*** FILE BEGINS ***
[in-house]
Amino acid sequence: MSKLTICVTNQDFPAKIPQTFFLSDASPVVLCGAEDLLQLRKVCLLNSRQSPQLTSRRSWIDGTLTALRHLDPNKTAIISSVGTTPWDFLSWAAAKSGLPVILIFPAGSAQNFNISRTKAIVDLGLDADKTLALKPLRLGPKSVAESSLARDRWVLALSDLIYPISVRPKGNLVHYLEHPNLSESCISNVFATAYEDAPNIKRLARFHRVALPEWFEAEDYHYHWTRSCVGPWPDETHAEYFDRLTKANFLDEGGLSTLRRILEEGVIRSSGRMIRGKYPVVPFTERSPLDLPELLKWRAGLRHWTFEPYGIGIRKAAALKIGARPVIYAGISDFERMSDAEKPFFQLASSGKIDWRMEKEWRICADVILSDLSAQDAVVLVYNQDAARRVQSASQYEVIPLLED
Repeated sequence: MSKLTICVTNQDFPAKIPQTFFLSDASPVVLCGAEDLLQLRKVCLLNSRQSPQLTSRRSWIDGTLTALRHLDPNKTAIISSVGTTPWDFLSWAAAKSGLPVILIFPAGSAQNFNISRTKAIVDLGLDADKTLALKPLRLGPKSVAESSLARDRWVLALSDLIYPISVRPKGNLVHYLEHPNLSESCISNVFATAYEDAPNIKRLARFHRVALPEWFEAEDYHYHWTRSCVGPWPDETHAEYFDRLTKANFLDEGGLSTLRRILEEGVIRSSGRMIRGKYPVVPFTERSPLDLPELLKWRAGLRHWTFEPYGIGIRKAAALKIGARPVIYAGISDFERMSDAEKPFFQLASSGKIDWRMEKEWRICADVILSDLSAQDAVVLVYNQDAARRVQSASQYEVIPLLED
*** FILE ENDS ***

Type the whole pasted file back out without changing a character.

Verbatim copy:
[in-house]
Amino acid sequence: MSKLTICVTNQDFPAKIPQTFFLSDASPVVLCGAEDLLQLRKVCLLNSRQSPQLTSRRSWIDGTLTALRHLDPNKTAIISSVGTTPWDFLSWAAAKSGLPVILIFPAGSAQNFNISRTKAIVDLGLDADKTLALKPLRLGPKSVAESSLARDRWVLALSDLIYPISVRPKGNLVHYLEHPNLSESCISNVFATAYEDAPNIKRLARFHRVALPEWFEAEDYHYHWTRSCVGPWPDETHAEYFDRLTKANFLDEGGLSTLRRILEEGVIRSSGRMIRGKYPVVPFTERSPLDLPELLKWRAGLRHWTFEPYGIGIRKAAALKIGARPVIYAGISDFERMSDAEKPFFQLASSGKIDWRMEKEWRICADVILSDLSAQDAVVLVYNQDAARRVQSASQYEVIPLLED
Repeated sequence: MSKLTICVTNQDFPAKIPQTFFLSDASPVVLCGAEDLLQLRKVCLLNSRQSPQLTSRRSWIDGTLTALRHLDPNKTAIISSVGTTPWDFLSWAAAKSGLPVILIFPAGSAQNFNISRTKAIVDLGLDADKTLALKPLRLGPKSVAESSLARDRWVLALSDLIYPISVRPKGNLVHYLEHPNLSESCISNVFATAYEDAPNIKRLARFHRVALPEWFEAEDYHYHWTRSCVGPWPDETHAEYFDRLTKANFLDEGGLSTLRRILEEGVIRSSGRMIRGKYPVVPFTERSPLDLPELLKWRAGLRHWTFEPYGIGIRKAAALKIGARPVIYAGISDFERMSDAEKPFFQLASSGKIDWRMEKEWRICADVILSDLSAQDAVVLVYNQDAARRVQSASQYEVIPLLED